by Joel Comiskey
Most people consider David Cho to be the founder of the modern day cell church movement. Not only did his cell church grow into the largest church in the history of Christianity, but his landmark book, Successful Home Cell Groups, told everyone how it happened. In this book, Cho makes it clear that cell groups should emphasize both evangelism and community. Chapter 5 (The Security of Cell Groups) highlights cell community and chapter 6 (Home Cell Groups: a Key to Evangelism) emphasizes the evangelistic thrust. Even to this day, each cell at Yoido Full Gospel Church has the annual goal of winning two people to Jesus.
For the most part, worldwide cell churches follow Cho’s example in positioning cells to both evangelize and promote intimate community. But it’s a tough balance to maintain.
I’ve noticed a tendency in some cell churches to over-emphasize cell evangelism to the exclusion of community (a tendency in some majority world churches). Others over-emphasize community to the exclusion of active cell evangelism (a tendency in some western churches).
Last week several pastors came to to my house for our regular coaching time. One of them asked the question about how to maintain the emphasis on both evangelism and community in the cell. “How hard should I push for evangelism and multiplication,” he said.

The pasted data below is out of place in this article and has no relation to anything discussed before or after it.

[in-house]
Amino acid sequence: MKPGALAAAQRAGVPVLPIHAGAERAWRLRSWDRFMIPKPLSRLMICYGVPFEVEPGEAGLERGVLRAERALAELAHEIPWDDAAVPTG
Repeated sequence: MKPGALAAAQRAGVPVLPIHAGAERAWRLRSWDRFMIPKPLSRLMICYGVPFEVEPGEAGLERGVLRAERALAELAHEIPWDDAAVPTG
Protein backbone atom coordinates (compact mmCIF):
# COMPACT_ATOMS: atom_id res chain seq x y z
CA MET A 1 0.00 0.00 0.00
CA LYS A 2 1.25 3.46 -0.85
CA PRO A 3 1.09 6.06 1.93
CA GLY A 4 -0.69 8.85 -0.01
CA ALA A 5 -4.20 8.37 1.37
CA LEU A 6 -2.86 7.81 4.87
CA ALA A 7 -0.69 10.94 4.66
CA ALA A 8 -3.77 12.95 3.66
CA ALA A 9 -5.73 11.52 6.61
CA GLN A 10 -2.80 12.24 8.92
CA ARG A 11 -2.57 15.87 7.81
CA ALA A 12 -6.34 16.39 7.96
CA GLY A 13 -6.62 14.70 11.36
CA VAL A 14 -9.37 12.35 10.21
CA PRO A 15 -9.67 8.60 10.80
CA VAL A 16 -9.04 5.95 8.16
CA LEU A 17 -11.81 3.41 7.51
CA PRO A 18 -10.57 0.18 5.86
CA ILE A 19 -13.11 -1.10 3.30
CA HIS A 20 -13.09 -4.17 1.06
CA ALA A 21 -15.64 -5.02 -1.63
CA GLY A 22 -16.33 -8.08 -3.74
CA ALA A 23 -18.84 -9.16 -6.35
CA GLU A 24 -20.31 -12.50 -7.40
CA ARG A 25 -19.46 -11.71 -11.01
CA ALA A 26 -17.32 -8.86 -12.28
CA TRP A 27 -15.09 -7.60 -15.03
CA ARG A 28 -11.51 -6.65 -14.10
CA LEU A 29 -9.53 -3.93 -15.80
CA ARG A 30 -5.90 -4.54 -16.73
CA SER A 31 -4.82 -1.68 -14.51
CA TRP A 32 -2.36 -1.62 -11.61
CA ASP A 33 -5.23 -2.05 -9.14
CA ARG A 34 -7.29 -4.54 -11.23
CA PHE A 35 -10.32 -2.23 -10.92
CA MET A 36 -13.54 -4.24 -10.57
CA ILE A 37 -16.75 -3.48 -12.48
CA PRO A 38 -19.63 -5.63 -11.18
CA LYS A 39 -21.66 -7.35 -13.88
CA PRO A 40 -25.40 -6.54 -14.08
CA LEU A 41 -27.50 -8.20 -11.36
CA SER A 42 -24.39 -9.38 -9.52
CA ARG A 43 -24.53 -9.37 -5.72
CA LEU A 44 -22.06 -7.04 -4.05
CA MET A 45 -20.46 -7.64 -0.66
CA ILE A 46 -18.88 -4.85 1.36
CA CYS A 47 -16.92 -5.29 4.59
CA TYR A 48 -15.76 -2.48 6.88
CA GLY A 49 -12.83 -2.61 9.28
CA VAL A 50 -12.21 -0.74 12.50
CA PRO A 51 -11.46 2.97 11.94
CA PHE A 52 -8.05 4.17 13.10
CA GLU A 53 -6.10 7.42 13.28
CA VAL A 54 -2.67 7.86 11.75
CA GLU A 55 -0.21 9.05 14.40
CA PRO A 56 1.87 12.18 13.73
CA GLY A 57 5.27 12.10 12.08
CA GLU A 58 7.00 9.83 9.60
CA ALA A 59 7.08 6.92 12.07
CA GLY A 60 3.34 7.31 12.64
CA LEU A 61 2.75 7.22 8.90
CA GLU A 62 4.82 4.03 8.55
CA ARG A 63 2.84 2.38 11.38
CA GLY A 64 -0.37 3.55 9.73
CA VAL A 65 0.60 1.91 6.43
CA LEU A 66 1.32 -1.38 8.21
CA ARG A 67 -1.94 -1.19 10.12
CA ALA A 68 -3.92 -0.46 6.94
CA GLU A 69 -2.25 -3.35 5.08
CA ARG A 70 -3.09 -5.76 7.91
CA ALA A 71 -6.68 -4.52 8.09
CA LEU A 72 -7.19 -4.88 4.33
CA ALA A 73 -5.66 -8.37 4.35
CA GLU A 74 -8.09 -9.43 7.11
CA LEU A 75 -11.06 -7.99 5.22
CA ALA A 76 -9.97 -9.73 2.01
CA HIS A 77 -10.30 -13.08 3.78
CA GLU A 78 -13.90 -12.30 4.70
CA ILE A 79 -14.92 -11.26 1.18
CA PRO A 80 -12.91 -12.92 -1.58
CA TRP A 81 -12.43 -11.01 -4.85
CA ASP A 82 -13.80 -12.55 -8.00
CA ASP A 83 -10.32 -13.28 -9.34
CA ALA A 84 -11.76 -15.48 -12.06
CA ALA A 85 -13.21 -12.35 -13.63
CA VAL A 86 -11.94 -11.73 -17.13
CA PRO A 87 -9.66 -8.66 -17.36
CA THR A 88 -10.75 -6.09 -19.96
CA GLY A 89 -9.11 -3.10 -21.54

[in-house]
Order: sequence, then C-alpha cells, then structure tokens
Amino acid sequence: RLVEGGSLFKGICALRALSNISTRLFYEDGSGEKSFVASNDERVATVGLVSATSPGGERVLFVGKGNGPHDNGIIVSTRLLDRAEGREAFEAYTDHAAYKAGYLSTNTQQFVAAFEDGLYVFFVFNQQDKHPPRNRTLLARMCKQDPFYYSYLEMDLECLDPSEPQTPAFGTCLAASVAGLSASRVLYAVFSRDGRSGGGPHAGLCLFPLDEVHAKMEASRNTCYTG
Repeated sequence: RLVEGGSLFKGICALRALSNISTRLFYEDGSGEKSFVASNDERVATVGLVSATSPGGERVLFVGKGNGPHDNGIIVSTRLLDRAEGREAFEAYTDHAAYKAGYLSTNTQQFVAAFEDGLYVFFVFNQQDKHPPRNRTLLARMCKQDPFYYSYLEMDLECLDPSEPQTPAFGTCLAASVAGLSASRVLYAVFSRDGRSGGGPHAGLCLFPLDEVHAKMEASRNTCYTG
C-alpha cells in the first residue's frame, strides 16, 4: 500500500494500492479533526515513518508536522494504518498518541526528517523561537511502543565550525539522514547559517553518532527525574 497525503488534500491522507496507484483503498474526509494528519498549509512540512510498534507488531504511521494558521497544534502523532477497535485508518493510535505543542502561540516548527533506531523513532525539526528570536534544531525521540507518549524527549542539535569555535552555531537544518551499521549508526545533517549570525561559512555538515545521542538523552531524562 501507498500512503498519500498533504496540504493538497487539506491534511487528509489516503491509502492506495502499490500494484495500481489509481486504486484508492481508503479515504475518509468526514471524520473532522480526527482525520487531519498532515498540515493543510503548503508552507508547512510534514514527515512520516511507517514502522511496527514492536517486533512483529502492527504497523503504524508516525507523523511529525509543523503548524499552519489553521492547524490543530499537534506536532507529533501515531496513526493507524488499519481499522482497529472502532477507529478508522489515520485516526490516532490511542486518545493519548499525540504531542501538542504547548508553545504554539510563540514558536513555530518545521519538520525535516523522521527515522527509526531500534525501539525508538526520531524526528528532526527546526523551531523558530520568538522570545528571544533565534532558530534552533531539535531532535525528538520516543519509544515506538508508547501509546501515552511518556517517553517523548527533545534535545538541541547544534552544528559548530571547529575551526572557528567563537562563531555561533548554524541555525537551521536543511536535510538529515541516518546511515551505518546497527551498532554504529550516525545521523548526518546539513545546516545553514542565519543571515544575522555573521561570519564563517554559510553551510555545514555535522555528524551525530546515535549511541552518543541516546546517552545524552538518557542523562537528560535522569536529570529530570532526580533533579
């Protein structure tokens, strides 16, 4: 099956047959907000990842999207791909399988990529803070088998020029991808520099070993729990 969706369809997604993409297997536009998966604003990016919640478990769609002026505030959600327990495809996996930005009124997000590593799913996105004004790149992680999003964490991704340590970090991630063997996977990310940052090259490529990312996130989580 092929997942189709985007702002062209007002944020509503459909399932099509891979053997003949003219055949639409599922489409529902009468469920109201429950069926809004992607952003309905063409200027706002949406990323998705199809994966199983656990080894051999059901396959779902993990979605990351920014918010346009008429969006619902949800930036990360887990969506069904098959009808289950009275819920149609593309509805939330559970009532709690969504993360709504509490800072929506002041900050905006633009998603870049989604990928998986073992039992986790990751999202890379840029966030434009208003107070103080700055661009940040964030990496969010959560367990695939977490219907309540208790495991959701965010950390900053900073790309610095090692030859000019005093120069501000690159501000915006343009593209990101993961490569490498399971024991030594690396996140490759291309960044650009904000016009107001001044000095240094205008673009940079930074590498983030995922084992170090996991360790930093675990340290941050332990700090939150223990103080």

I answered: “In our cell church in Ecuador, most understood the purpose of evangelism and multiplication in the cell. On the other hand, I’ve had to confront cell members in North America who outright told me that they weren’t interested in evangelism and were especially against multiplication. In such cases, I’ve had to work behind the scenes with such people to help them to understand the purpose of the cell. You cannot back down from emphasizing evangelism and multiplication. True community demands reaching out to a hurt and dying world.”
Traditional church people often have a harder time balancing the dual emphasis. I coached a pastor in Delaware last week who excitedly told me that two of his cells were ready to multiply. “I’ve discovered,” he told me, “that the new believers quickly catch the vision for both evangelism and community. Those who have been in the church a long time have a tougher time understanding the need to reach out and multiply.” I told him that it’s best to run with those who are running with the hope that their excitement will rub off on the rest of the church.
Whether you’re dealing with long-term church members, new converts, a church in transition, or a brand new church plant, it’s essential to emphasize both evangelism and community in the cell.